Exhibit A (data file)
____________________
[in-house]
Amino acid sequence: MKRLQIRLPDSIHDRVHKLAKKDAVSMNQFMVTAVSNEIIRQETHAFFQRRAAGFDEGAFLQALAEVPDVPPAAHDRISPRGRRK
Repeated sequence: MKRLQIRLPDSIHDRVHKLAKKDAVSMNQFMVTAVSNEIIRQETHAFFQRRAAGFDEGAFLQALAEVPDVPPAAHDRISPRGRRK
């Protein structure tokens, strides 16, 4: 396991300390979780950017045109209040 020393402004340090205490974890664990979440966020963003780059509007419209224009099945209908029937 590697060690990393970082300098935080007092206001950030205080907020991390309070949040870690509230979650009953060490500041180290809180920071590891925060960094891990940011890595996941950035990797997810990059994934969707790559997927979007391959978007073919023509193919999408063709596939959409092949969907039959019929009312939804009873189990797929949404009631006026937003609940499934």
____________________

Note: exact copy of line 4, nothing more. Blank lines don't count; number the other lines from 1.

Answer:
């Protein structure tokens, strides 16, 4: 396991300390979780950017045109209040 020393402004340090205490974890664990979440966020963003780059509007419209224009099945209908029937 590697060690990393970082300098935080007092206001950030205080907020991390309070949040870690509230979650009953060490500041180290809180920071590891925060960094891990940011890595996941950035990797997810990059994934969707790559997927979007391959978007073919023509193919999408063709596939959409092949969907039959019929009312939804009873189990797929949404009631006026937003609940499934």